BP to Plead Guilty in Oil Spill Case; Civil Settlement Pending - Decided
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BP to Plead Guilty in Oil Spill Case; Civil Settlement Pending

It's been more than two years since the Gulf of Mexico oil spill, and BP has finally reached a settlement with prosecutors.

The London-based company has agreed to plead guilty to 14 criminal charges including manslaughter, and will pay $4 billion in fees and fines over the next five years, The Washington Post reports. That's in addition to a $525 million settlement with the Securities and Exchange Commission that will be paid over the next three years.

The plea will settle many of the criminal charges against BP, which has also moved to settle thousands of of civil claims brought by individuals, Reuters reports.

On Thursday, BP pleaded guilty to 11 felony counts including misconduct or neglect of ships' officers, one misdemeanor count under the Clean Water Act, one misdemeanor count under the Migratory Bird Treaty Act, and one felony count of obstruction of Congress.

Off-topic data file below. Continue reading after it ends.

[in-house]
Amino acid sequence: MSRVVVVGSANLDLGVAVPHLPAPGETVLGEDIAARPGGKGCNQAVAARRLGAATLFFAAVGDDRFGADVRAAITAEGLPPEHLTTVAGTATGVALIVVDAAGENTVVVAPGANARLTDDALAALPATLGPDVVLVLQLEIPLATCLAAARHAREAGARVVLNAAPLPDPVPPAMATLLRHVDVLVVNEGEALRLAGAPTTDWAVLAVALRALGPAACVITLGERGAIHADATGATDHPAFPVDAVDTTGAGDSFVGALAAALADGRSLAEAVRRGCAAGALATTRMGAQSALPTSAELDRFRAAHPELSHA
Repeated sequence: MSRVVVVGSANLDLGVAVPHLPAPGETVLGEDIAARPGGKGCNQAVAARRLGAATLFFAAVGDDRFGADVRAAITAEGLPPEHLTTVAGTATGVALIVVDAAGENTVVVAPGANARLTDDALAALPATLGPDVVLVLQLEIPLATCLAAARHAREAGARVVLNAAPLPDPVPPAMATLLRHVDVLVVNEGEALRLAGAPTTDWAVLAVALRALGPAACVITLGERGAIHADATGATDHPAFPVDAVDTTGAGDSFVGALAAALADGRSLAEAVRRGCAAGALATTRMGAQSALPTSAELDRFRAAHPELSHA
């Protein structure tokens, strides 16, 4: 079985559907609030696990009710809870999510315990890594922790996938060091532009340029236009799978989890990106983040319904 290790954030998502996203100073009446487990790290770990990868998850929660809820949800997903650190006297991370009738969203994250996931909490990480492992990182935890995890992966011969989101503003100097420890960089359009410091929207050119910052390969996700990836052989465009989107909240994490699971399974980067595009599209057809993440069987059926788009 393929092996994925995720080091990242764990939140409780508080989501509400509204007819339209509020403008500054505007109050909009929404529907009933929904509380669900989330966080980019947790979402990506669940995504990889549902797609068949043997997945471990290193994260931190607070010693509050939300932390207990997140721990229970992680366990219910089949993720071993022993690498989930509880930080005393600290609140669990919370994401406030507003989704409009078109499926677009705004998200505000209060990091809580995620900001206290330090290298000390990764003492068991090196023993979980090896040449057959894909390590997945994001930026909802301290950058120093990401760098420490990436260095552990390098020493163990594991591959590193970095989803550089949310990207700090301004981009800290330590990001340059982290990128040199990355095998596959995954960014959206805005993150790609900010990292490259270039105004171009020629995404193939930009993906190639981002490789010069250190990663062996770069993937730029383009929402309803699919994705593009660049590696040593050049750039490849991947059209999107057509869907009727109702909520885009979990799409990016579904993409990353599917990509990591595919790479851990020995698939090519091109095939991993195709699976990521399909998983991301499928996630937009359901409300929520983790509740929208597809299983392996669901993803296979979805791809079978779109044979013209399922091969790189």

If the plea deal is approved by a federal court, that should take care of the criminal case against BP. But those weren't the only claims against the company.

In the wake of the Gulf oil spill in 2010, many individuals and businesses suffered economic damages. A large number of those people banded together in a class action suit against BP.

That civil case has now reached a provisional $7.8 billion settlement that represents more than 100,000 claims, reports Reuters. A federal judge is currently considering whether to sign off on the class-action settlement.

Still remaining are a group of civil claims against the oil company. They include violations of the Clean Water Act, damage to natural resources, and some private civil claims not included in the class action. While BP has agreed to settle other claims, the company intends to defend itself with regard to the remaining charges, according to the Post.

As part of the criminal plea, BP will also be responsible for enhancing the safety of drilling operations in the Gulf of Mexico. So far, the company has paid out $23 billion in the aftermath of the spill.

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